In Intersectional Tech: Black Users in Digital Gaming, Kishonna L. Gray interrogates blackness in gaming at the intersections of race, gender, sexuality, and (dis)ability. Situating her argument within the context of the concurrent, seemingly unrelated events of Gamergate and the Black Lives Matter movement, Gray highlights the inescapable chains that bind marginalized populations to stereotypical frames and limited narratives in video games. Intersectional Tech explores the ways that the multiple identities of black gamers—some obvious within the context of games, some more easily concealed—affect their experiences of gaming.
The normalization of whiteness and masculinity in digital culture inevitably leads to isolation, exclusion, and punishment of marginalized people. Yet, Gray argues, we must also examine the individual struggles of prejudice, discrimination, and microaggressions within larger institutional practices that sustain the oppression. These “new” racisms and a complementary colorblind ideology are a kind of digital Jim Crow, a new mode of the same strategies of oppression that have targeted black communities throughout American history.
Drawing on extensive interviews that engage critically with identity development and justice issues in gaming, Gray explores the capacity for gaming culture to foster critical consciousness, aid in participatory democracy, and effect social change. Intersectional Tech is rooted in concrete situations of marginalized members within gaming culture. It reveals that despite the truths articulated by those who expose the sexism, racism, misogyny, and homophobia that are commonplace within gaming communities, hegemonic narratives continue to be privileged. This text, in contrast, centers the perspectives that are often ignored and provides a critical corrective to notions of gaming as a predominantly white and male space.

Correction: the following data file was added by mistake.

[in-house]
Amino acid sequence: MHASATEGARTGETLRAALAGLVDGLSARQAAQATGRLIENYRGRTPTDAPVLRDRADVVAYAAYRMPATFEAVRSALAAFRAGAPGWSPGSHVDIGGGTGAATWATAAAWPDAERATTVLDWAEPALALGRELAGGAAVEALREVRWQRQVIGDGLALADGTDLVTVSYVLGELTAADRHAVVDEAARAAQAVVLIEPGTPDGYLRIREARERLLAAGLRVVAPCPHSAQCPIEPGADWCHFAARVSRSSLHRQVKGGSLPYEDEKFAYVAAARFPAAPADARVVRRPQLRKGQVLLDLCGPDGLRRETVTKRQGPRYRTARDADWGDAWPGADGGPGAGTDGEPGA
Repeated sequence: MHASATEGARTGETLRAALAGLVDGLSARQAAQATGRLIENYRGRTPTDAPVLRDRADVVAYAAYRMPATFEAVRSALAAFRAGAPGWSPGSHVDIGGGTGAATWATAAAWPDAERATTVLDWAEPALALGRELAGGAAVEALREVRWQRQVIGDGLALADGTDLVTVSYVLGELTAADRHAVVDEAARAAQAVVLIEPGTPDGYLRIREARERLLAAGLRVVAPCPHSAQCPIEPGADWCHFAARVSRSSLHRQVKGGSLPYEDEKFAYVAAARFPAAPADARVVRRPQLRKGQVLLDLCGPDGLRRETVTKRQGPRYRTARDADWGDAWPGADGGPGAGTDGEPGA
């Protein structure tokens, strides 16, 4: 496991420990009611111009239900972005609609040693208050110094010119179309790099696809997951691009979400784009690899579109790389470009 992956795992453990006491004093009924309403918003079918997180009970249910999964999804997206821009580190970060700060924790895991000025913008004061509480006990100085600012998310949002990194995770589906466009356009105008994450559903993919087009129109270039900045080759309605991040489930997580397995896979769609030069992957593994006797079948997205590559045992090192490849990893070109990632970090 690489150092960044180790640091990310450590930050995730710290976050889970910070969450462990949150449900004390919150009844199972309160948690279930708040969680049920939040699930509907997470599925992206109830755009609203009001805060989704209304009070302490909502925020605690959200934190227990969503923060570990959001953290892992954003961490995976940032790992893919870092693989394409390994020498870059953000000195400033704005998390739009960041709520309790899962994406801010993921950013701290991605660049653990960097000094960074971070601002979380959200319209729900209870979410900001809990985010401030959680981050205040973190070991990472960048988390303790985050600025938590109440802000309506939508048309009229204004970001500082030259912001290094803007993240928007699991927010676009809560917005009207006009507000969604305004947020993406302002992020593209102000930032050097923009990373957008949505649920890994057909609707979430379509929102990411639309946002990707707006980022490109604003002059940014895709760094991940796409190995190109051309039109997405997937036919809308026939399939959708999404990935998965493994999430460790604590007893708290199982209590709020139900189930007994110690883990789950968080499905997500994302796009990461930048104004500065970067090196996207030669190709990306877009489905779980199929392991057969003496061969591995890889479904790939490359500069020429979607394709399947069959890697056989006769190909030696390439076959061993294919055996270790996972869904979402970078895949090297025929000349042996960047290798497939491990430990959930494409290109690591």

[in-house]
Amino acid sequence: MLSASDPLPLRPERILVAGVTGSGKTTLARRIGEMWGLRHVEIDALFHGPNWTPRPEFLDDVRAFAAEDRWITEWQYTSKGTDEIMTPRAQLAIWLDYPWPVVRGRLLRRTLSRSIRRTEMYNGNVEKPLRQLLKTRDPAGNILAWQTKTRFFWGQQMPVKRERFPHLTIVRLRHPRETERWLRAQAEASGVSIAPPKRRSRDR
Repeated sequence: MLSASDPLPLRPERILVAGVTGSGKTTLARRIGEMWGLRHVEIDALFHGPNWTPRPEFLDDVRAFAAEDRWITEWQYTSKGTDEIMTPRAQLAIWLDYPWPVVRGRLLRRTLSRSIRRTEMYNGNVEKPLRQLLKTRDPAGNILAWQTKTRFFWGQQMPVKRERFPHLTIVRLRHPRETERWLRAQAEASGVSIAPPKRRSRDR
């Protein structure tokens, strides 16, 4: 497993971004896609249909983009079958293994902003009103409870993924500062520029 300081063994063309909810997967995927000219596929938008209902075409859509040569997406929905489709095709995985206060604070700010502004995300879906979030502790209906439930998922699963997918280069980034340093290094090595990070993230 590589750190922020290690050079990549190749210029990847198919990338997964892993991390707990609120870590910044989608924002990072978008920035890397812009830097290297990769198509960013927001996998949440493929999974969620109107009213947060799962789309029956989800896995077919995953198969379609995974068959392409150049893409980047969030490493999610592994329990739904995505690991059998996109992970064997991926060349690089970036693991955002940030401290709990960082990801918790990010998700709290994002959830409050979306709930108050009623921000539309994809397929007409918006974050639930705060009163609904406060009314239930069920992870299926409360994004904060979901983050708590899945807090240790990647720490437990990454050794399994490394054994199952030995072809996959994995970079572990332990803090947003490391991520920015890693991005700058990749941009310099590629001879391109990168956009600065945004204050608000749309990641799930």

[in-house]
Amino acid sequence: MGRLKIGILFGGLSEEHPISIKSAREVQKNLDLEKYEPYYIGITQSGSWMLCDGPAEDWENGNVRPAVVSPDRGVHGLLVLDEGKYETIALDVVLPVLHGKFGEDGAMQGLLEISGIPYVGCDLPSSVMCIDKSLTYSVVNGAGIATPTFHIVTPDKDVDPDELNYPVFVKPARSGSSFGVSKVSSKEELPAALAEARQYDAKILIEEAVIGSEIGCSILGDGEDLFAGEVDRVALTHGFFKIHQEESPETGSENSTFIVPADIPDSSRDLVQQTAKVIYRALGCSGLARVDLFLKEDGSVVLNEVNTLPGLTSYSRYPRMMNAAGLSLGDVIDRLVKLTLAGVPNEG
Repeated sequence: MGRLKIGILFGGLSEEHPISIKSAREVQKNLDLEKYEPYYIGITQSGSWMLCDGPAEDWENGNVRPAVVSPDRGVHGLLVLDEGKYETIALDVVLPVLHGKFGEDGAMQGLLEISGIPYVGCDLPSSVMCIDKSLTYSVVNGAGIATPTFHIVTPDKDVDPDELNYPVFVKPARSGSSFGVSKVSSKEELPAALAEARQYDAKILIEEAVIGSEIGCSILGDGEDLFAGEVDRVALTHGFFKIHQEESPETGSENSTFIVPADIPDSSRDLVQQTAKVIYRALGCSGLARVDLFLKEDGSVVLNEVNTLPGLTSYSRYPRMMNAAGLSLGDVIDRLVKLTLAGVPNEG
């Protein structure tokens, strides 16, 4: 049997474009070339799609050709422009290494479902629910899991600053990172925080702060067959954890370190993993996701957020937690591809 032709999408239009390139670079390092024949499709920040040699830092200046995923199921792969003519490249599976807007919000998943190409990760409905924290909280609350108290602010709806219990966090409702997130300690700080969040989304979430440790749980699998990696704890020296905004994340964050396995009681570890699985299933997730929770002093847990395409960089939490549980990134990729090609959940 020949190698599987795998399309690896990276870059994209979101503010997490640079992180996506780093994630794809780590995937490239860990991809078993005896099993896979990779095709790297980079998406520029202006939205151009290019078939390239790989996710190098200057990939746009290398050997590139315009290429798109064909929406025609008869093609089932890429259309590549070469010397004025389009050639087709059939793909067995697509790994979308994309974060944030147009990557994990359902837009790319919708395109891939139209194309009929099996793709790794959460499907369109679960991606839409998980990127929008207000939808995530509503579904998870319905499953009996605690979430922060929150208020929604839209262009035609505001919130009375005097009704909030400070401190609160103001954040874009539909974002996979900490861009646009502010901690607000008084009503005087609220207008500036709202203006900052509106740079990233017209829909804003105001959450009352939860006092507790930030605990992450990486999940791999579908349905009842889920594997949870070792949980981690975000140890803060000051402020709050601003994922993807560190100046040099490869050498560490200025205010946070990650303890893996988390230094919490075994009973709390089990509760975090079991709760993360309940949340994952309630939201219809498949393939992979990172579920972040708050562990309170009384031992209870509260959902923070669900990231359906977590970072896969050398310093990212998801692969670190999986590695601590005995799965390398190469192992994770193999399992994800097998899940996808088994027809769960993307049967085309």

|Publisher:||Louisiana State University Press|
|Sold by:||Barnes & Noble|
|File size:||2 MB|
About the Author
Kishonna L. Gray is assistant professor in the Department of Communication and the Gender and Women’s Studies Program at the University of Illinois, Chicago. She is also a faculty associate at the Berkman Klein Center for Internet and Society at Harvard University. She is the author of Race, Gender,&Deviance in Xbox Live and the coeditor of Feminism in Play and Woke Gaming: Digital Challenges to Oppression and Social Injustice.
Anita Sarkeesian is an award-winning media critic and the creator and executive director of Feminist Frequency, an educational nonprofit that explores the representations of women in pop culture narratives. Her work focuses on deconstructing the stereotypes and tropes associated with women in popular culture as well as highlighting issues surrounding the targeted harassment of women in online and gaming spaces.